The Other March Madness: A College ‘Net Competition’ - Higher Education


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The Other March Madness: A College ‘Net Competition’

by Black Issues

The Other March Madness: A College ‘Net Competition’

SAN FRANCISCO — It was the other March Madness competition: a battle for millions of dollars in venture capital as the final four out of dozens of college teams focused on “Nothin’ but the (Inter)Net.”
There were no easy layups,  only one slam dunk to make in a scramble among nearly 100 college teams from across the world to present the most promising idea for an Internet startup.
For the winner, San Francisco-based venture capital firm Hummer Winblad promised as much as $10 million and a chance to move on for a shot at a real-world game that could be called “Who Wants to Be a Billionaire?” — the dream of Internet riches.
For the runners-up: a hearty handshake, a glass trophy and a sushi and salmon dinner.
As the top four finishers gathered last month at a San Francisco restaurant, replays of college basketball games played in the background, a clear reminder that this is the season for upsets.
What school might you expect to see make the cut as these engineers and MBAs computed their odds and uttered business jargon such as “leveraging technology” and “empowering people?”
Northwestern? Knocked out in the Sweet Sixteen in February.
Harvard? Stanford? Both upset in the round of eight.
“It was not a, ‘Hey, let me build a Kool-Aid stand,’ kind of thing,” Hummer Winblad partner Dan Beldy says of the 250 business plans that were submitted.
“We saw our fair share of infrastructure, communication types of deals, non-sexy behind-the-scenes type technologies and applications — it was all over the map. And that’s a credit just to the ingenuity and the energy that’s coming out of the university system.”
A very nervous Final Four — teams from the University of Pennsylvania’s Wharton School of Business, Northeastern University, University of California at Berkeley and University of California at  Irvine — sipped wine and huddled in their respective groups as they offered only tantalizing details of their top-secret dreams to keep potential competitors guessing.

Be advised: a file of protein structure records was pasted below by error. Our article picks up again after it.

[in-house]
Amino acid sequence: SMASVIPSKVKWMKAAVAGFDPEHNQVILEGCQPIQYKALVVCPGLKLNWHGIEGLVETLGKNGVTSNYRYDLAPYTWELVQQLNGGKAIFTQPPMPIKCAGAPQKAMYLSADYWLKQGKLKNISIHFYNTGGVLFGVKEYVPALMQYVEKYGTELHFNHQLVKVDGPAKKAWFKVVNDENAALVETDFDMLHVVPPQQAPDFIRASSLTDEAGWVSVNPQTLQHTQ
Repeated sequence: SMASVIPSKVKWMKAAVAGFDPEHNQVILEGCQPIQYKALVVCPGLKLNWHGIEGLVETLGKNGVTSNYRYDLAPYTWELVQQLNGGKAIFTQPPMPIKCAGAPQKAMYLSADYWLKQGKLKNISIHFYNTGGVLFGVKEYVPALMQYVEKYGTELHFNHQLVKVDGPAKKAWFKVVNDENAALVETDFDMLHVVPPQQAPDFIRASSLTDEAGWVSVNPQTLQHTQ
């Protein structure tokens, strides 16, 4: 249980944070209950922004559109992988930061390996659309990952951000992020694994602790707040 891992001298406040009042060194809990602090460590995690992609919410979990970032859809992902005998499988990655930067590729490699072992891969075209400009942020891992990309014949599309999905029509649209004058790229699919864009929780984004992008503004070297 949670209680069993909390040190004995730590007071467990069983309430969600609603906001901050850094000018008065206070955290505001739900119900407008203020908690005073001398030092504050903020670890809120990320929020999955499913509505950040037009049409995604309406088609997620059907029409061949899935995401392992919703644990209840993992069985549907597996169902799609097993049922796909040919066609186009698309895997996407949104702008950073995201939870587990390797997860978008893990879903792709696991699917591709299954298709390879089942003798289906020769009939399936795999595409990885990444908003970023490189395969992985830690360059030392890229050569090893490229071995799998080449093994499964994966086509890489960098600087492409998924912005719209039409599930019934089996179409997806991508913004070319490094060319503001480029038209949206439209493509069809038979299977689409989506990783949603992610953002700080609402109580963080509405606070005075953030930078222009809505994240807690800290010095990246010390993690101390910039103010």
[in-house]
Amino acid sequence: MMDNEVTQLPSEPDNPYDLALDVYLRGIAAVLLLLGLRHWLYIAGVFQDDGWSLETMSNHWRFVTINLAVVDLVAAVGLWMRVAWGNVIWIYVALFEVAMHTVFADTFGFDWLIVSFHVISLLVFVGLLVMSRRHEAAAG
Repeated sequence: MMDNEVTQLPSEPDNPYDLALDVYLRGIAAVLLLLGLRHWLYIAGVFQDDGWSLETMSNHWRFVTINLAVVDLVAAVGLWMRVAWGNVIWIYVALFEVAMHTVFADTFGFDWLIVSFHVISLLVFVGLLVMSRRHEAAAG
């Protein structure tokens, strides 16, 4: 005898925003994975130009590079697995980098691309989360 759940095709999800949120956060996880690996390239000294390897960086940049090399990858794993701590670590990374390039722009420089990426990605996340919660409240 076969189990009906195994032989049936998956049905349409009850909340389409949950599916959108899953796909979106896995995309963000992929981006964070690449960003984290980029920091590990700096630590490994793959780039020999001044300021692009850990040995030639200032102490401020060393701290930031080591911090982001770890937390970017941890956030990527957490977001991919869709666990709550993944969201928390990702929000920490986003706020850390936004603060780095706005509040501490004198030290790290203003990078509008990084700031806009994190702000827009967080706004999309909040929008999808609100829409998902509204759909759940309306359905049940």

The head of the team from Berkeley, for instance, would say only that his business idea came to him while standing under the hot jets of a shower a few months ago.
The company — to be launched within three months with or without Hummer Winblad’s money — will “provide a major e-commerce experience by leveraging highly proprietary technology in a very, very interesting way,” says company chief executive and former Berkeley engineering professor Wade Wren.
Wharton’s team developed marketing software to help e-commerce companies get people who browse their site to actually buy something through instant promotions or follow-up e-mails based on what you looked at.
Northeastern’s team said that their project helped “improve the Internet experience,” and left it at that.
The winning entry came from the Irvine team, who were set to launch, a company that would allow doctors and their staffs to check out the latest information on drugs and keep up to date on their potential uses for patients.
“Patient care comes first, and with the technology we have, we can empower physicians to interact with the industry at their own call, when they want to, how they want to,” says Quang Pham, the company’s chief executive.
After the initial funding of between $5 million and $8 million from Hummer Winblad, hopes to charge drug companies to post their information, a move they say could help the pharmaceutical participants by selling more of their products.
“This is just the start, the funding is just the beginning,” Pham said after the win.  

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